Wednesday, February 19, 2014

One Category at a Time: Film Editing

As I mentioned about a week ago in my ACE Eddies recap, this is one of those categories on which the jury is out. The BAFTAs failed to clarify the issue, and traditional logic tells us that we should predict one of the ACE winners to take the Oscar as well (only three times in the last 23 years did the Oscar go to a film that did not win the Eddie), but it would be foolish to ignore the potential sweep that could make an Oscar winner out of an Eddie loser.
The Eddie loser that most eyes are on as a likely winner is Gravity. The greatness of Alfonso Cuaron and co-editor Mark Sanger's achievement on this film cannot be understated; it was a post-production beast, forcing the duo to piece together the best bits of dozens of takes to give the illusion of long, continuous single takes. The film has the potential to be a sweeper in the craft categories, so a win here is certainly possible (and justified). But ironically, the artfulness of the accomplishment may well be the reason that it loses. The tracking shots are so convincing, that many voters may not think of them as having been edited! Call me jaded, but I can just imagine a bunch of Academy members thinking to themselves, "That Gravity was great, but it didn't have very many cuts at all!" Films that win this category are usually the ones with the most visible editing, and despite the mammoth editorial work done on this picture, it is editorial work that is intentionally invisible.

So which of the nominees has the most visible editing? To my mind, there's only one that fits the bill. As soon as I saw Captain Phillips back in October I said to myself, "Now that looks a movie that wins an Oscar for Editing." It's a belief that I maintained all season and continue to now. The construction of tension is meticulous to say the least, but it's also so riveting in its action assemblage (particularly the heart-stopping climax) that voters need no help to "spot" the editing. Christopher Rouse won a few years ago for similarly flashy work on Paul Greengrass' The Bourne Ultimatum, and with this year's ACE Eddie award in hand, it's easy to envision him winning his second.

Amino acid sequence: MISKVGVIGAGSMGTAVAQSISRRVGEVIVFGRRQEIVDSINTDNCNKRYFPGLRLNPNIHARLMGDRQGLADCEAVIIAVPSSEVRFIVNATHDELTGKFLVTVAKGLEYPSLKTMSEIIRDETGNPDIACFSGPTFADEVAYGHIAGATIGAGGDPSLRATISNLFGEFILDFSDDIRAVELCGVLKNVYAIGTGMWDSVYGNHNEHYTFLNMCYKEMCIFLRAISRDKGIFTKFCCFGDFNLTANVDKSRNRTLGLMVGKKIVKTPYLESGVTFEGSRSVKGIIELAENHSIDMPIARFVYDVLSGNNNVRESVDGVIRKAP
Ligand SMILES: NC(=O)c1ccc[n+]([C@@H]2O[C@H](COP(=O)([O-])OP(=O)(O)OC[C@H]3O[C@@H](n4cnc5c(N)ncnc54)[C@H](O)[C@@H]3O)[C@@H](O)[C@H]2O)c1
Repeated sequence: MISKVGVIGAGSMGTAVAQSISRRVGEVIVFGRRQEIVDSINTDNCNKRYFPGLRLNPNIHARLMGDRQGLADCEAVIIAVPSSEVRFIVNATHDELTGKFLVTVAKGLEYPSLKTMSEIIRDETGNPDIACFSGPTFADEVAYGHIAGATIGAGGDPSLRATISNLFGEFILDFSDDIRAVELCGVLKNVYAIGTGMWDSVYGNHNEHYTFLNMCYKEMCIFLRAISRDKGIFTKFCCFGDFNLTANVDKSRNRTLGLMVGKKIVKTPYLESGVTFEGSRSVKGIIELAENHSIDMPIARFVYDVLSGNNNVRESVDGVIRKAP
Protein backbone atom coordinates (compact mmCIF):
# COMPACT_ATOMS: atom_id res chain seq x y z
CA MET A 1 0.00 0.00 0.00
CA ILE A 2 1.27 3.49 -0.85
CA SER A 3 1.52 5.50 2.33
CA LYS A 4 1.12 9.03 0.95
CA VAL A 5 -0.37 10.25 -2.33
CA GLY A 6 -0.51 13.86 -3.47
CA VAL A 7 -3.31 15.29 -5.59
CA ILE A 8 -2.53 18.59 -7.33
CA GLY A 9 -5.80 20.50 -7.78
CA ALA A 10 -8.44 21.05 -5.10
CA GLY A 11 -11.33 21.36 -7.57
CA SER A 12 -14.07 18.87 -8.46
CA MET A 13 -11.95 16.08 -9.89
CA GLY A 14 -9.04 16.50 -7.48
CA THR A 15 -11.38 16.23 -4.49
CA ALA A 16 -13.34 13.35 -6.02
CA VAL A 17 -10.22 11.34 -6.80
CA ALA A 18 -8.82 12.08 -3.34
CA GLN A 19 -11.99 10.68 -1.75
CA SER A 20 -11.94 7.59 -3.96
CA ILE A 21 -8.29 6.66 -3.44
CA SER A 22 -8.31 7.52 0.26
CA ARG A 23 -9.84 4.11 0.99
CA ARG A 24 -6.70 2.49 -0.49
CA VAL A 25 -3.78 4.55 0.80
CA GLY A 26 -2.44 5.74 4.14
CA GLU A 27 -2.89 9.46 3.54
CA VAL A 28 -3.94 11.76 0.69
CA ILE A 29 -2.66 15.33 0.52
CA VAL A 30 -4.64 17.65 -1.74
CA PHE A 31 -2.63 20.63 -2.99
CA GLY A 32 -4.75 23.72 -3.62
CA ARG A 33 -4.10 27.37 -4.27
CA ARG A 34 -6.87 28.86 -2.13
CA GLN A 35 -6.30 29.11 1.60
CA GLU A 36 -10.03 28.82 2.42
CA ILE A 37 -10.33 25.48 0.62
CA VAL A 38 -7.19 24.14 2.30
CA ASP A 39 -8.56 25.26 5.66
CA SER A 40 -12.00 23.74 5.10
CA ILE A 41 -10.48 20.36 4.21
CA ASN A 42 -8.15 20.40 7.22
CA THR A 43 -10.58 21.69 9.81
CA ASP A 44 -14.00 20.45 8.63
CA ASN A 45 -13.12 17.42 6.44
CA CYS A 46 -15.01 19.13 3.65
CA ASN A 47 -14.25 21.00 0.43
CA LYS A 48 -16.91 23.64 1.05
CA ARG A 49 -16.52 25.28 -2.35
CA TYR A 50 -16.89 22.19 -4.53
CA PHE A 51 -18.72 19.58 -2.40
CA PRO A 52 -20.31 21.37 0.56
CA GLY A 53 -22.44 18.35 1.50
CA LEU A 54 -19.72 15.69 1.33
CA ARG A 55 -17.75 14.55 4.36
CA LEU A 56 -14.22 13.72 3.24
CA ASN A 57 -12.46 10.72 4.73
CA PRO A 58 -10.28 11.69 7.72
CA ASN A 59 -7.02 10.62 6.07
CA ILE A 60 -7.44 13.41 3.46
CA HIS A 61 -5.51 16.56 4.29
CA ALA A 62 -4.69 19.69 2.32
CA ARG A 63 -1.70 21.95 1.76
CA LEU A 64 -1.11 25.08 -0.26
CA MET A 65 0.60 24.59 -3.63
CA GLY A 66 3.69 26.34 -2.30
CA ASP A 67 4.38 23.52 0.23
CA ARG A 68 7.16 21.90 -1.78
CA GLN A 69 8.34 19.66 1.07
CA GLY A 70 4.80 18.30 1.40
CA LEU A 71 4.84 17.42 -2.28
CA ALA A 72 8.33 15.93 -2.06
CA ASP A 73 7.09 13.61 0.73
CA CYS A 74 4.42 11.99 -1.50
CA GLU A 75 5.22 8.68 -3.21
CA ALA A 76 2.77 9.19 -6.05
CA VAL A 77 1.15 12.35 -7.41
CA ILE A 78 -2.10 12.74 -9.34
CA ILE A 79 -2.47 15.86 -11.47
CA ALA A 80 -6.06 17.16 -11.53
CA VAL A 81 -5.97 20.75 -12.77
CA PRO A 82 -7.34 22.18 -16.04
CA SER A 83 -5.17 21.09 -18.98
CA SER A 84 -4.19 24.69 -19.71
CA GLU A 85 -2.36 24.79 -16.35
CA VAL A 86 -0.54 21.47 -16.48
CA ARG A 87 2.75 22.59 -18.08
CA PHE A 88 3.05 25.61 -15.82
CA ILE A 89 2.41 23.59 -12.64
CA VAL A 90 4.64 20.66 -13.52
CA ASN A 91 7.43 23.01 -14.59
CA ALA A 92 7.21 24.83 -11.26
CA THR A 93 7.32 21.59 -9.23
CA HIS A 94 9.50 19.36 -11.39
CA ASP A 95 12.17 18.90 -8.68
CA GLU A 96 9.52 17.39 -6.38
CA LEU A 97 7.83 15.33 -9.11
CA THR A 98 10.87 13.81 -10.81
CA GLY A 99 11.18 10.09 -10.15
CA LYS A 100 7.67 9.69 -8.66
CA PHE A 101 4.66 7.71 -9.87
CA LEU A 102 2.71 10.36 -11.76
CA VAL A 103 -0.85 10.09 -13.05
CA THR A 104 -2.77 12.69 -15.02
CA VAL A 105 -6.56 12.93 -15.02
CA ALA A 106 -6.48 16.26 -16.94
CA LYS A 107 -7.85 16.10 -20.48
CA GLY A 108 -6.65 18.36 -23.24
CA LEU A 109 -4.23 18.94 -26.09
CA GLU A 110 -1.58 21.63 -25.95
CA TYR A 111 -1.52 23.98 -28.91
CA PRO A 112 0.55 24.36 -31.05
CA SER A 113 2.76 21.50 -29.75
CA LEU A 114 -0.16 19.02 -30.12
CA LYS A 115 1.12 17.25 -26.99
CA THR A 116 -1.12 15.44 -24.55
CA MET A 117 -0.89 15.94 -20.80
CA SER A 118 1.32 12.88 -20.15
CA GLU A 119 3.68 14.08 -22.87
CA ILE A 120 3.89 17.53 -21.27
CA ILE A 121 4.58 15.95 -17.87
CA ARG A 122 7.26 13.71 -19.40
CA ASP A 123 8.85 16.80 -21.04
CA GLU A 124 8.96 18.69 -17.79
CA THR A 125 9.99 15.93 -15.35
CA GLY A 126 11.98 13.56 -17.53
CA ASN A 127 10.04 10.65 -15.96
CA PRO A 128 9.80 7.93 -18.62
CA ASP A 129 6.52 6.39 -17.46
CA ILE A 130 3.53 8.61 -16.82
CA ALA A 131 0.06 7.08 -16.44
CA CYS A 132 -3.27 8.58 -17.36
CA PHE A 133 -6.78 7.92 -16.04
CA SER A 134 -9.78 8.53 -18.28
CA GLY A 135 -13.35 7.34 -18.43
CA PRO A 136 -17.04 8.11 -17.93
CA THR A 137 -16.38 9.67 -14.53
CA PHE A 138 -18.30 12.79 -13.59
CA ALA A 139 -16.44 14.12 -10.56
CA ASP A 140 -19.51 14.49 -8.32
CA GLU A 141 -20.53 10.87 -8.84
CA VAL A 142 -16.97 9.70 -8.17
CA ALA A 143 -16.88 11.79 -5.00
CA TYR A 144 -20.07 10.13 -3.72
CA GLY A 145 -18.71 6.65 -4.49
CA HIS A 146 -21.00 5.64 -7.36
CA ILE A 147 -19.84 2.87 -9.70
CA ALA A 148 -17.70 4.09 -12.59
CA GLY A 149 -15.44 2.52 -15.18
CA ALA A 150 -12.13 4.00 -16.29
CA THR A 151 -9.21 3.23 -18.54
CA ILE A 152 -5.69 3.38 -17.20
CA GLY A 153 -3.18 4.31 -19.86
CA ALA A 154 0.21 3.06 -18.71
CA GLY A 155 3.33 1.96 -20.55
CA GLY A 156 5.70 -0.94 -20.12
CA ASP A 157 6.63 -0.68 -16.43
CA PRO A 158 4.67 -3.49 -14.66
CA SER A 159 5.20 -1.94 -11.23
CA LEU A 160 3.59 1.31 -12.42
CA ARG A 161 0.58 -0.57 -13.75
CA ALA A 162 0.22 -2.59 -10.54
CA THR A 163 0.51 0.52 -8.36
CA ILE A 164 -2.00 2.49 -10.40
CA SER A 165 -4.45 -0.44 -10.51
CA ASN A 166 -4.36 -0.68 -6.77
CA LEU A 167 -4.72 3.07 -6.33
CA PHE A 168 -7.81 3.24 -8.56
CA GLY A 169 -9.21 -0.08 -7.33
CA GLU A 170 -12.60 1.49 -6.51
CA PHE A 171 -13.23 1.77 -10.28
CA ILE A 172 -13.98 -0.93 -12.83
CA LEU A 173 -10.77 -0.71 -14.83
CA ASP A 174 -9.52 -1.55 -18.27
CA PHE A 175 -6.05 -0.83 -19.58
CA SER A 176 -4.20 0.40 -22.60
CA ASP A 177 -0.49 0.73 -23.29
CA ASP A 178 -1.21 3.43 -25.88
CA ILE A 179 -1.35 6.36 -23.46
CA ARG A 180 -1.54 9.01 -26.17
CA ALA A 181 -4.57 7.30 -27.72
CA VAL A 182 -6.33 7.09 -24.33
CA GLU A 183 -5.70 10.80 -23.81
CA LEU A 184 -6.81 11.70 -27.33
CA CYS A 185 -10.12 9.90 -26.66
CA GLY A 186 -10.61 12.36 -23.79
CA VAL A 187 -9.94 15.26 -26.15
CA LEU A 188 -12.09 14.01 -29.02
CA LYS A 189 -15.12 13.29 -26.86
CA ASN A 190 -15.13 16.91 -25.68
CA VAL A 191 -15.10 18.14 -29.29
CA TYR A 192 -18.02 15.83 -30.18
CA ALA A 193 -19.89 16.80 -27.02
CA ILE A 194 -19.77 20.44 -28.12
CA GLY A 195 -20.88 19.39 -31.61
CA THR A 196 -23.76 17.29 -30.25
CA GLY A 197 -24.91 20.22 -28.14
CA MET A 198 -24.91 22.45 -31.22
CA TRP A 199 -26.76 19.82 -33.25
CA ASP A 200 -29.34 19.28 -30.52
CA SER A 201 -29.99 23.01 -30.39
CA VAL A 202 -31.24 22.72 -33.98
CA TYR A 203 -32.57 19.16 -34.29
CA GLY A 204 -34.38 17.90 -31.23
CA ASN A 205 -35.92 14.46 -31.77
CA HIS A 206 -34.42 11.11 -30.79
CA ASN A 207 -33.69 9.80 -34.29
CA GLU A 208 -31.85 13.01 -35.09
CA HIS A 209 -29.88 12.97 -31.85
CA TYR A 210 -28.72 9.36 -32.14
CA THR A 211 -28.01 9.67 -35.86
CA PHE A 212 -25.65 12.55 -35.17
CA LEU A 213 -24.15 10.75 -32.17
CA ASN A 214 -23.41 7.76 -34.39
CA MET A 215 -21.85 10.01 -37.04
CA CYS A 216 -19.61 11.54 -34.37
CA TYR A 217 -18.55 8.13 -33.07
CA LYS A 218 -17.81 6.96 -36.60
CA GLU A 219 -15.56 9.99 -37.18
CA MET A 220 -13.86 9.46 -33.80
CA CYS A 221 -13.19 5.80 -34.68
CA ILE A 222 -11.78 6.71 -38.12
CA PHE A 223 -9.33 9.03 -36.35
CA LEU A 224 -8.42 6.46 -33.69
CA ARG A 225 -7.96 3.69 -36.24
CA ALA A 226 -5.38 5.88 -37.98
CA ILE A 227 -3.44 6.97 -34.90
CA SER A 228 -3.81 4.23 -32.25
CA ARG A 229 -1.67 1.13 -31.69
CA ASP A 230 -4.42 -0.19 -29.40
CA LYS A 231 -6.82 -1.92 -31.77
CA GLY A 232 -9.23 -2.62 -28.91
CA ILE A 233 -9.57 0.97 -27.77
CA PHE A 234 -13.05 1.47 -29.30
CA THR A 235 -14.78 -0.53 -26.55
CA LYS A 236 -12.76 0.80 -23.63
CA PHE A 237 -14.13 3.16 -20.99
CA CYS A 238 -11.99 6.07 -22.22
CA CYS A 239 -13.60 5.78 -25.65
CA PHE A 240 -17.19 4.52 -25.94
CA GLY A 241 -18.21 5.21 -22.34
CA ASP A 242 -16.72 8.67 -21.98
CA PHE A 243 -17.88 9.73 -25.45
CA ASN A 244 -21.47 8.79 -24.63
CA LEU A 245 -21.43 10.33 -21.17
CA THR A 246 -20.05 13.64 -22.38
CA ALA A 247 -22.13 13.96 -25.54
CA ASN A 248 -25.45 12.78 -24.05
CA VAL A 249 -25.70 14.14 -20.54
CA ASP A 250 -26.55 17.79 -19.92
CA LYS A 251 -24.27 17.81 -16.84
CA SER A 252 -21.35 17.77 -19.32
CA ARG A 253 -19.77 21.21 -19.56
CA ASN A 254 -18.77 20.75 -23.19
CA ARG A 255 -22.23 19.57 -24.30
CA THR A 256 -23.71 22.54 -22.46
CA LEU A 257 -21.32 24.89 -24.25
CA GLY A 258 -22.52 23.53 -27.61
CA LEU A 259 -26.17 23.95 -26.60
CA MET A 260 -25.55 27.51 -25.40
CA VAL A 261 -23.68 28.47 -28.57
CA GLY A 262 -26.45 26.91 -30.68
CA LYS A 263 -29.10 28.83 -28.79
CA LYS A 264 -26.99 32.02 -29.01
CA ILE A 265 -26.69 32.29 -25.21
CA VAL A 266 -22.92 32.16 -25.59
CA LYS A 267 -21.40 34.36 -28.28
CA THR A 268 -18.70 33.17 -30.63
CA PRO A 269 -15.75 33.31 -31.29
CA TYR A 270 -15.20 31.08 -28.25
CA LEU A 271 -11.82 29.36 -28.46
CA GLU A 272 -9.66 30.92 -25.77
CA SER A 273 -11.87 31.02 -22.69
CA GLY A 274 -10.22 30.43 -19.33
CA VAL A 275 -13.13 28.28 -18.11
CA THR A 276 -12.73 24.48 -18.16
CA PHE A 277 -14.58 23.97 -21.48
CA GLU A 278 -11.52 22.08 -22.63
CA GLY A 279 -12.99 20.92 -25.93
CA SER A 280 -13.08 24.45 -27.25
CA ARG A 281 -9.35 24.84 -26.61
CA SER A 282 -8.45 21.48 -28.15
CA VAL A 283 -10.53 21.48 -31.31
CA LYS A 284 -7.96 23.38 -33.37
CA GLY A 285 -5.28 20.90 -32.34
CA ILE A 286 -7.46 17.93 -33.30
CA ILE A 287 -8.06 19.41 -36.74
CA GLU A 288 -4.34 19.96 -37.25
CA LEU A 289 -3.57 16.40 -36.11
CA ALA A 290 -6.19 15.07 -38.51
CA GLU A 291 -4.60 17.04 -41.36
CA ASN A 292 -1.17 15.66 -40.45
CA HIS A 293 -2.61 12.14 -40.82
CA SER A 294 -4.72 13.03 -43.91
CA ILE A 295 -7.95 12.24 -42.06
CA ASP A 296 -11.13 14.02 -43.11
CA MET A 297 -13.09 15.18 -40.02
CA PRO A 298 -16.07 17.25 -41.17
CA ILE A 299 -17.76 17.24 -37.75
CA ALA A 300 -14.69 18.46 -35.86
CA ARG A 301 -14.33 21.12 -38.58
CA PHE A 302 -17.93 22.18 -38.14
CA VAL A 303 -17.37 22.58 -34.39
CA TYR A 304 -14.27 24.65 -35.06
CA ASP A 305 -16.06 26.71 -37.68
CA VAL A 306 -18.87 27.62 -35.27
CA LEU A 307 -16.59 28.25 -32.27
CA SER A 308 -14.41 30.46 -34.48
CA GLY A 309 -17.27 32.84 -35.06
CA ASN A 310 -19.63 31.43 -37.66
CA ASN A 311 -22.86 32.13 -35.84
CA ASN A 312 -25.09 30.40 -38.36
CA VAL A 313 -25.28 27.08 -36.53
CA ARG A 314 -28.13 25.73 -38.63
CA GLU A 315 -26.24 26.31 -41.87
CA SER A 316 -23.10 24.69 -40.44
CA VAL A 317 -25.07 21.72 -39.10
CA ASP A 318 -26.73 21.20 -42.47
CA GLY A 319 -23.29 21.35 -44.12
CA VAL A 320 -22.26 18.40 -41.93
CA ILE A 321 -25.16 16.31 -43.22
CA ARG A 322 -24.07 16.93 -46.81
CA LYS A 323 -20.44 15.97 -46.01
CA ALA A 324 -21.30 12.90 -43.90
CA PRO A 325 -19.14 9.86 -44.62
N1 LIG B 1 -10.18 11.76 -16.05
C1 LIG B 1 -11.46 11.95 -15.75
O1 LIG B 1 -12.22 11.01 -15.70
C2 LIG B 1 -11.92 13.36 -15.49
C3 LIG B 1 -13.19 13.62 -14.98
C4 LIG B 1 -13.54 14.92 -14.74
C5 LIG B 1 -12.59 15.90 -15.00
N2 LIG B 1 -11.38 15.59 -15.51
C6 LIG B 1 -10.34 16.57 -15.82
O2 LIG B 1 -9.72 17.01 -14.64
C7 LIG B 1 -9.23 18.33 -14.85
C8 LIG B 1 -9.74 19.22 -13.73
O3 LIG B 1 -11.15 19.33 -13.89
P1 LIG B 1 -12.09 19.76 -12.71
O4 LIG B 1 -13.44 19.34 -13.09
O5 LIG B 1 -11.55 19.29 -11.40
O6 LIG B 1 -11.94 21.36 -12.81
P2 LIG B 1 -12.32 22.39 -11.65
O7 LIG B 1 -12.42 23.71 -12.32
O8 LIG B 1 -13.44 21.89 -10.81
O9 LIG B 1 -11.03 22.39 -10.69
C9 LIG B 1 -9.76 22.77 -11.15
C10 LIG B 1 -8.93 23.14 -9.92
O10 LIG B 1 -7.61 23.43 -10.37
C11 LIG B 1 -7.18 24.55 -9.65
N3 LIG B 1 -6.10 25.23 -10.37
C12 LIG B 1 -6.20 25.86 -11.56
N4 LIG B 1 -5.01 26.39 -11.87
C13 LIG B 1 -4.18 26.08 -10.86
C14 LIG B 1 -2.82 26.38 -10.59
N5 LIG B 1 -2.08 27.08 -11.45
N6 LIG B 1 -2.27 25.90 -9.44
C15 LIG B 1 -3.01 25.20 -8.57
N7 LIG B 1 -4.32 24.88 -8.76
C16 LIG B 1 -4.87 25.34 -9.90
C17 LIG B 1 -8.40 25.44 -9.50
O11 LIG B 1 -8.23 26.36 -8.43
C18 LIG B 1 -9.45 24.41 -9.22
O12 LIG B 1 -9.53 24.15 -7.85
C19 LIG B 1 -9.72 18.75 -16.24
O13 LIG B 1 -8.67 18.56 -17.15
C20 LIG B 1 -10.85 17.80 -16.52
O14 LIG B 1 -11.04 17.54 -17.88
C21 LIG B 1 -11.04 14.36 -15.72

It is possible, however, that these two presumed heavyweights end up splitting the vote of action-loving members, thus allowing American Hustle to sneak up the middle for its Sting-like splicing. Handling everything from dynamic character chemistry to twists and flashbacks, the variety of cutting tricks and styles is broad enough to cull more than its fair share votes, but will it be enough to win? Jay Cassidy, Crispin Struthers, and Alan Baumgarten took home the Eddie in the Comedy/Musical category, but its path there was pretty clear, as all its stiffest competition was competing in the Drama category. But so long as it remains a dark horse for Best Picture, we would do well not to rule out the possibility of it winning Best Editing.

We could apply similar reasoning to the case of 12 Years a Slave, edited by Joe Walker. There's a chance that he rides the film's Best Picture coattails to a victory, but it just doesn't have the feel of movie that wins here. His work is likely too subtle and precise to register on its own merits with a group that historically leans towards films with lots of quick cuts. Still, there's a chance. This is where the Best Picture category might be cleared up on Oscar night: If Captain Phillips or American Hustle wins Editing, then Gravity is not really any worse off in the top category. But if 12 Years a Slave pulls off an upset here, then I think that indicates deep Best Picture support.
The least likely contender, but the one that I'm most happy to see included, is Dallas Buyers Club. The pacing and montage of this film is such a huge part of its efficient storytelling, but I never counted on it for a nomination. I'm glad that the editors branch had it on their radar. There's also a certain justice that Jean-Marc Vallee, whose terrific direction of the film has gone mostly unheralded, gets to be a nominee this year (albeit under his editing alias John Mac McMurphy) along with co-editor Martin Pensa. But with the film already primed to collect Oscars in three other categories(!), it seems decidedly improbable that voters are going to rush to reward it here.

Will win: Captain Phillips
Runner-up: Gravity

Should win: Captain Phillips
Should've been nominated: The Wolf of Wall Street


  1. Captain Phillips is actually my favourite work of editing in the whole year. I am crossing my fingers in hoping that it beats out Gravity, just because I don't want Gravity to win every award. I like a lot of variety with the wins.

  2. Captain Phillips should win for Editing because it had much more editorial cuts and suspense, Gravity is only 91 mins. long that to me is not enough for it to prevail along with the other technical categories.